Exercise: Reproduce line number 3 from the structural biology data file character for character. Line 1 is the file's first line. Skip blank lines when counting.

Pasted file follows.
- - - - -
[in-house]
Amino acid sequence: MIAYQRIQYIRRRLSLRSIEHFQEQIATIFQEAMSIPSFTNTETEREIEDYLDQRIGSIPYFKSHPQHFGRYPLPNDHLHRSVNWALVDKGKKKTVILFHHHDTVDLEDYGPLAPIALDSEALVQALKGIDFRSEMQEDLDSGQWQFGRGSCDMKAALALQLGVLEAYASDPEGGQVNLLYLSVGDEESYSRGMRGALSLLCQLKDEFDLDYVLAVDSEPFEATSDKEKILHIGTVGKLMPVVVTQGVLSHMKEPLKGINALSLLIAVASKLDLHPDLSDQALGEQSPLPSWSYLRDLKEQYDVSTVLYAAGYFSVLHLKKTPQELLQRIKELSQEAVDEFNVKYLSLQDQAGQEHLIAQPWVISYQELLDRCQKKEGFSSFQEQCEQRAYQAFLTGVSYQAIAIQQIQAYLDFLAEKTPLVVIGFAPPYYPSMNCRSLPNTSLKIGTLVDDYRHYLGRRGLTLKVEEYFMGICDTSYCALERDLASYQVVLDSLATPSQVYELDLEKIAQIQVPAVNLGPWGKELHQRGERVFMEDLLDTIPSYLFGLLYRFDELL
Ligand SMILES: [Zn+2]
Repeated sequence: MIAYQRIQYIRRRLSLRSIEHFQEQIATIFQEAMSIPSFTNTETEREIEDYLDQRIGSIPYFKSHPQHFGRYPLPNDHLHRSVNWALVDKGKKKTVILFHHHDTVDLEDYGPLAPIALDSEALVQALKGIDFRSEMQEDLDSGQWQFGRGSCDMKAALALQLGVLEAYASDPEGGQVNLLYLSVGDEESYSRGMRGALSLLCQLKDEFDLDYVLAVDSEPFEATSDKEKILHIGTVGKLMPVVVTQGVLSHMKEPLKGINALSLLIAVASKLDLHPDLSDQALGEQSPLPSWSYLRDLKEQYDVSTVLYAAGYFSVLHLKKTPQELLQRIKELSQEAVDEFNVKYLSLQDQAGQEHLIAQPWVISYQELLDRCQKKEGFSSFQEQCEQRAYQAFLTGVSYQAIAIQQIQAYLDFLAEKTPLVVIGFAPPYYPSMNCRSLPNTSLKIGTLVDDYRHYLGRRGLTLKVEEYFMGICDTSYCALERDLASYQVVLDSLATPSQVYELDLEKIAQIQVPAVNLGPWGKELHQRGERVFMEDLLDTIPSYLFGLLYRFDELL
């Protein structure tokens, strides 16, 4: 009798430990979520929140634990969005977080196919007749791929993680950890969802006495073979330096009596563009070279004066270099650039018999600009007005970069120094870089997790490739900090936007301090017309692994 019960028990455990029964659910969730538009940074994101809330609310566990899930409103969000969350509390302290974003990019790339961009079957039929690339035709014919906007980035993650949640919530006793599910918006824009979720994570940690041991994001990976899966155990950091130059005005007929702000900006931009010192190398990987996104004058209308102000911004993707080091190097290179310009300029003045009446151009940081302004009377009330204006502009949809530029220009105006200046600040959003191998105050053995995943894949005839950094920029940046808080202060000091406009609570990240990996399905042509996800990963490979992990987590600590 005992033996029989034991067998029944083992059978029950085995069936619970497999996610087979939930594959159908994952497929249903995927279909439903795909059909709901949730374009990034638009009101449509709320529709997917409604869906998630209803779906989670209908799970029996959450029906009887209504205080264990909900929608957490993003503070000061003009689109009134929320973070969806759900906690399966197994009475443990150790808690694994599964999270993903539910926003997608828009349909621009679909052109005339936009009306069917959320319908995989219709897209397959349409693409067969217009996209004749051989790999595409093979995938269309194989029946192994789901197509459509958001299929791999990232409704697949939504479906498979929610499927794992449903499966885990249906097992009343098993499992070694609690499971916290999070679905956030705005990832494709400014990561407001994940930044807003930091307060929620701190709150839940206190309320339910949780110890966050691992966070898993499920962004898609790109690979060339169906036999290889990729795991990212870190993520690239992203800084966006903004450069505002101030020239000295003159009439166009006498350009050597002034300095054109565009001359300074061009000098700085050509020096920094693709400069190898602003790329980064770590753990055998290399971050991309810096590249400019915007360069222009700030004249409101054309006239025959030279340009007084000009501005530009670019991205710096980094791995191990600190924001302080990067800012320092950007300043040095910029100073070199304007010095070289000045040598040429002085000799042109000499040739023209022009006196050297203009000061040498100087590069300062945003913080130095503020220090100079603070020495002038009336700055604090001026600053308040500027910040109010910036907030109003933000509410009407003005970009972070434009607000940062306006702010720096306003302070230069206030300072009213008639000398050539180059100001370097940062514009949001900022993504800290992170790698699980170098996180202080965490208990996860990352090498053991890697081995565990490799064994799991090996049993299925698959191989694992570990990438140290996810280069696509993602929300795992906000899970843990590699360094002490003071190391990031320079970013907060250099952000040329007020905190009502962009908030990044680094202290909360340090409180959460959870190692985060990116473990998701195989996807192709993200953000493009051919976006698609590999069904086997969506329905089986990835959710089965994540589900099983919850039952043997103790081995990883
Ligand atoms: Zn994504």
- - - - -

Ligand SMILES: [Zn+2]